I received an email from my wife, or at least it was spoofed to appear to come from here while actually, according to the headers, coming from a complicated email address appearing to come from a secondary school in Austria. Of course that is most likely a lie too. The content was obviously spam, and was in fact sent to Spam by SpamSieve. The headers were extremely complex, bouncing all over numerous Microsoft and Google domains
But, the thing that bothers me is the spoofing of her name and that the email was sent to my most private email address that I only use for family a few highly trusted other senders.
I suppose I should just write this off. After all, SpamSieve did its job. The email was so strangely composed there was no way I would have believed it. And, I didn’t click the obviously bogus links in the message. But the context is too close to home to brush off. I’m certain neither of us or our accounts have been compromised – I’ve checked, scanned, etc. But how this freak got my address and connected it to her is something I cannot shake.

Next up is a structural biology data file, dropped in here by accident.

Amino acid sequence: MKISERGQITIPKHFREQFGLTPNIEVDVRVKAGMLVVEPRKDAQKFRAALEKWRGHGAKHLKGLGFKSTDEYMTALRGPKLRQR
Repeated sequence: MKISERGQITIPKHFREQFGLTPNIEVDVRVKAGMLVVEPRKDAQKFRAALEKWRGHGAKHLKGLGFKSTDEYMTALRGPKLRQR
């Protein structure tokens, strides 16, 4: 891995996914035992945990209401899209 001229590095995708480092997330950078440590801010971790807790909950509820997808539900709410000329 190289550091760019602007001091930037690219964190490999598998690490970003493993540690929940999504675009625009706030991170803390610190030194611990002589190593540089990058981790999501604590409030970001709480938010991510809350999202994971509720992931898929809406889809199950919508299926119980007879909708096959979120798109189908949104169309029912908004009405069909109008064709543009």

This happened to me a while back. Emails purportedly from me were sent to several contacts of mine. Not obvious ones, and one was not even in my address book.
I’m certain that my email was not compromised (2 factor, don’t upload my contacts to other sites), although trying to convince one angry contact that it wasn’t my doing was nearly impossible.
We were all members of a Rotary club, and I assume that another club member had their email account compromised, or had uploaded their entire address book to a website and that was compromised. In any case, it was logical that the scammers would simply pick some unlucky “from” address and send to people in the address book. They may have been even more sophisticated and looked for emails copying us all in. I was president of the club for a year, so a lot of emails would have come from me.
Given quite a few club members regularly had their Facebook accounts compromised by clicking on dodgy links, pinning down who the third party was would be difficult.
Your “private email address”, like mine, was compromised the first time we used it. Email addresses are less secure than email messages. If you are willing to go to the trouble of encrypting the body of an email at least that can be made reasonably secure.
That’s my suggestion. You cannot keep unencrypted email secure any more than you can protect a business card you hand out to a potential customer.